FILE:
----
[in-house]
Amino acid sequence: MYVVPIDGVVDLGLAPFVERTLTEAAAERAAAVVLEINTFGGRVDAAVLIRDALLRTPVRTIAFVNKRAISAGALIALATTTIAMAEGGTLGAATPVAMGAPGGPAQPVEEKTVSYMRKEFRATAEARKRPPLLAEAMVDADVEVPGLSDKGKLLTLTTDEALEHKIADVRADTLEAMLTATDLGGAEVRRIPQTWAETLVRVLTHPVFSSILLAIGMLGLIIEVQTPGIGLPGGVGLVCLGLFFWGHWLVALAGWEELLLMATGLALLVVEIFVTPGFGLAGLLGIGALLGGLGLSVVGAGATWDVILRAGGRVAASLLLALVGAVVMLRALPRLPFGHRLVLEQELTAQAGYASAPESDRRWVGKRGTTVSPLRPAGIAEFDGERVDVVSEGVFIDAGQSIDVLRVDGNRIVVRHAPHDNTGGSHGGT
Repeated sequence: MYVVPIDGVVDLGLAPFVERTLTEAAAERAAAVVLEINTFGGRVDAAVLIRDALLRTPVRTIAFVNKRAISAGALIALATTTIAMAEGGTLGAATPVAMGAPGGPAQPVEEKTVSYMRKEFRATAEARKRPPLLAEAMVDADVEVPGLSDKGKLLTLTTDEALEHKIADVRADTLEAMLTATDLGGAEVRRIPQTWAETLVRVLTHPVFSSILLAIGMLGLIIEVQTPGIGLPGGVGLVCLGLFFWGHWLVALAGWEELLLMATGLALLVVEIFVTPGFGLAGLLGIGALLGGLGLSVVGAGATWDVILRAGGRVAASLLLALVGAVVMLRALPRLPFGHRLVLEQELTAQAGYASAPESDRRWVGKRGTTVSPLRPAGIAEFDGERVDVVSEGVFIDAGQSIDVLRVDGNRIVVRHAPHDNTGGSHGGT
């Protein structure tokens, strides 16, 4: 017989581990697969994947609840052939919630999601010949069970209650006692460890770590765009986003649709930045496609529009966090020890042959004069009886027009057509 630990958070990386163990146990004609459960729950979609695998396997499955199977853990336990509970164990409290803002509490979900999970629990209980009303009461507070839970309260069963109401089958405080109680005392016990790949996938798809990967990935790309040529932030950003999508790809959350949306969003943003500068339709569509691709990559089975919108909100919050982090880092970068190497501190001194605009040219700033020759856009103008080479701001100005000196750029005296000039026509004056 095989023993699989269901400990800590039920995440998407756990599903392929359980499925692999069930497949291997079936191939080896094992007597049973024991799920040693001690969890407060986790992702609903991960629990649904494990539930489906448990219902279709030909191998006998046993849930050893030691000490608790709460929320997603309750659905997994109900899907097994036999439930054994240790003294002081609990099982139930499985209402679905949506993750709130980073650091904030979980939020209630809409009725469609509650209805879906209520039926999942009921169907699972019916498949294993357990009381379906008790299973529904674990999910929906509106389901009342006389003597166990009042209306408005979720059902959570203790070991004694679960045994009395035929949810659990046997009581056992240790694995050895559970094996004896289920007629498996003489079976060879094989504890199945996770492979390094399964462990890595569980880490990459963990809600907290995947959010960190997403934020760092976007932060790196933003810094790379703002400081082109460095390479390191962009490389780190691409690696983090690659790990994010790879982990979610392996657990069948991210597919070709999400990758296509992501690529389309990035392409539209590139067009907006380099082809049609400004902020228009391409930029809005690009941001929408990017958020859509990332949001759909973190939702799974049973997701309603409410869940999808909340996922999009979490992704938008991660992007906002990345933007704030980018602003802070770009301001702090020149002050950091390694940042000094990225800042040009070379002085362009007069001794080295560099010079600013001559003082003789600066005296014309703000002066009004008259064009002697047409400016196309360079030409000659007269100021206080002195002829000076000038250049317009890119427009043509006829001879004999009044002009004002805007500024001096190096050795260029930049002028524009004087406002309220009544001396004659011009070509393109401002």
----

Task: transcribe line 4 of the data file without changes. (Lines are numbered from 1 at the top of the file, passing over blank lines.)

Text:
């Protein structure tokens, strides 16, 4: 017989581990697969994947609840052939919630999601010949069970209650006692460890770590765009986003649709930045496609529009966090020890042959004069009886027009057509 630990958070990386163990146990004609459960729950979609695998396997499955199977853990336990509970164990409290803002509490979900999970629990209980009303009461507070839970309260069963109401089958405080109680005392016990790949996938798809990967990935790309040529932030950003999508790809959350949306969003943003500068339709569509691709990559089975919108909100919050982090880092970068190497501190001194605009040219700033020759856009103008080479701001100005000196750029005296000039026509004056 095989023993699989269901400990800590039920995440998407756990599903392929359980499925692999069930497949291997079936191939080896094992007597049973024991799920040693001690969890407060986790992702609903991960629990649904494990539930489906448990219902279709030909191998006998046993849930050893030691000490608790709460929320997603309750659905997994109900899907097994036999439930054994240790003294002081609990099982139930499985209402679905949506993750709130980073650091904030979980939020209630809409009725469609509650209805879906209520039926999942009921169907699972019916498949294993357990009381379906008790299973529904674990999910929906509106389901009342006389003597166990009042209306408005979720059902959570203790070991004694679960045994009395035929949810659990046997009581056992240790694995050895559970094996004896289920007629498996003489079976060879094989504890199945996770492979390094399964462990890595569980880490990459963990809600907290995947959010960190997403934020760092976007932060790196933003810094790379703002400081082109460095390479390191962009490389780190691409690696983090690659790990994010790879982990979610392996657990069948991210597919070709999400990758296509992501690529389309990035392409539209590139067009907006380099082809049609400004902020228009391409930029809005690009941001929408990017958020859509990332949001759909973190939702799974049973997701309603409410869940999808909340996922999009979490992704938008991660992007906002990345933007704030980018602003802070770009301001702090020149002050950091390694940042000094990225800042040009070379002085362009007069001794080295560099010079600013001559003082003789600066005296014309703000002066009004008259064009002697047409400016196309360079030409000659007269100021206080002195002829000076000038250049317009890119427009043509006829001879004999009044002009004002805007500024001096190096050795260029930049002028524009004087406002309220009544001396004659011009070509393109401002």